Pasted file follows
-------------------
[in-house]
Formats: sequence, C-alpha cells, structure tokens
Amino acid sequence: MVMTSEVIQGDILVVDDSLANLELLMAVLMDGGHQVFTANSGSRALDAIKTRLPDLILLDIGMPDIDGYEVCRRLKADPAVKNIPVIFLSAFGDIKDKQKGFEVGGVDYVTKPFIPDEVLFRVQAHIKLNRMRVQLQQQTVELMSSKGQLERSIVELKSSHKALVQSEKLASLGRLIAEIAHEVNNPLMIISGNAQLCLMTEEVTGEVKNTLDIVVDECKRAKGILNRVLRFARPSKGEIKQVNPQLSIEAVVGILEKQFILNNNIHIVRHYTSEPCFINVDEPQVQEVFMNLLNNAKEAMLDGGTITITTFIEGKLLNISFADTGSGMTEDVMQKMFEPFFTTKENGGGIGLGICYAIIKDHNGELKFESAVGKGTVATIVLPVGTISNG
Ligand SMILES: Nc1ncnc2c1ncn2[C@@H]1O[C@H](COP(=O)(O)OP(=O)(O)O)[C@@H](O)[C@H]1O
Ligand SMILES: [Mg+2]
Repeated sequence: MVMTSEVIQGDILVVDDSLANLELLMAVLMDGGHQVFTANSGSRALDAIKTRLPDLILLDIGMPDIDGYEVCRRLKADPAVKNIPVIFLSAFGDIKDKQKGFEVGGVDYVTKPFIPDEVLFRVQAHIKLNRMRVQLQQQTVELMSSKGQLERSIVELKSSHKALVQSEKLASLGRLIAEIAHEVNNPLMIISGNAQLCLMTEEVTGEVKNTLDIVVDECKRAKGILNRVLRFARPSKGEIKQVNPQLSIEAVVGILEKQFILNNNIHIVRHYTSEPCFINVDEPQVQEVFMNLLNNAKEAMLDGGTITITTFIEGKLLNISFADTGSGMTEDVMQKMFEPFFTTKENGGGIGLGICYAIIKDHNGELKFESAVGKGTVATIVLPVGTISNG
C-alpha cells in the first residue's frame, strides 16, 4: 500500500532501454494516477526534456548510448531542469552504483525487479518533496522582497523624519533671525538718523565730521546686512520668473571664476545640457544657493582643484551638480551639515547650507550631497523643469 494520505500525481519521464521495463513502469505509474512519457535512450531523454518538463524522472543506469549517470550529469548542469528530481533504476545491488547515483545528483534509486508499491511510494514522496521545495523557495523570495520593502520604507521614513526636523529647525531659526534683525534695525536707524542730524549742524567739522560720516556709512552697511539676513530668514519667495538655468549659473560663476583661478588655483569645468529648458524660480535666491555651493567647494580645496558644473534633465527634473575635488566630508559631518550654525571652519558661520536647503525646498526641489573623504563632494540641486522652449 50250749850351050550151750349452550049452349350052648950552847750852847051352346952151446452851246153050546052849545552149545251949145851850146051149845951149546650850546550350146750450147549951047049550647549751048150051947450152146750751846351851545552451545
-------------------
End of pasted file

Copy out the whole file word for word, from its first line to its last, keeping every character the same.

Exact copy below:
[in-house]
Formats: sequence, C-alpha cells, structure tokens
Amino acid sequence: MVMTSEVIQGDILVVDDSLANLELLMAVLMDGGHQVFTANSGSRALDAIKTRLPDLILLDIGMPDIDGYEVCRRLKADPAVKNIPVIFLSAFGDIKDKQKGFEVGGVDYVTKPFIPDEVLFRVQAHIKLNRMRVQLQQQTVELMSSKGQLERSIVELKSSHKALVQSEKLASLGRLIAEIAHEVNNPLMIISGNAQLCLMTEEVTGEVKNTLDIVVDECKRAKGILNRVLRFARPSKGEIKQVNPQLSIEAVVGILEKQFILNNNIHIVRHYTSEPCFINVDEPQVQEVFMNLLNNAKEAMLDGGTITITTFIEGKLLNISFADTGSGMTEDVMQKMFEPFFTTKENGGGIGLGICYAIIKDHNGELKFESAVGKGTVATIVLPVGTISNG
Ligand SMILES: Nc1ncnc2c1ncn2[C@@H]1O[C@H](COP(=O)(O)OP(=O)(O)O)[C@@H](O)[C@H]1O
Ligand SMILES: [Mg+2]
Repeated sequence: MVMTSEVIQGDILVVDDSLANLELLMAVLMDGGHQVFTANSGSRALDAIKTRLPDLILLDIGMPDIDGYEVCRRLKADPAVKNIPVIFLSAFGDIKDKQKGFEVGGVDYVTKPFIPDEVLFRVQAHIKLNRMRVQLQQQTVELMSSKGQLERSIVELKSSHKALVQSEKLASLGRLIAEIAHEVNNPLMIISGNAQLCLMTEEVTGEVKNTLDIVVDECKRAKGILNRVLRFARPSKGEIKQVNPQLSIEAVVGILEKQFILNNNIHIVRHYTSEPCFINVDEPQVQEVFMNLLNNAKEAMLDGGTITITTFIEGKLLNISFADTGSGMTEDVMQKMFEPFFTTKENGGGIGLGICYAIIKDHNGELKFESAVGKGTVATIVLPVGTISNG
C-alpha cells in the first residue's frame, strides 16, 4: 500500500532501454494516477526534456548510448531542469552504483525487479518533496522582497523624519533671525538718523565730521546686512520668473571664476545640457544657493582643484551638480551639515547650507550631497523643469 494520505500525481519521464521495463513502469505509474512519457535512450531523454518538463524522472543506469549517470550529469548542469528530481533504476545491488547515483545528483534509486508499491511510494514522496521545495523557495523570495520593502520604507521614513526636523529647525531659526534683525534695525536707524542730524549742524567739522560720516556709512552697511539676513530668514519667495538655468549659473560663476583661478588655483569645468529648458524660480535666491555651493567647494580645496558644473534633465527634473575635488566630508559631518550654525571652519558661520536647503525646498526641489573623504563632494540641486522652449 50250749850351050550151750349452550049452349350052648950552847750852847051352346952151446452851246153050546052849545552149545251949145851850146051149845951149546650850546550350146750450147549951047049550647549751048150051947450152146750751846351851545552451545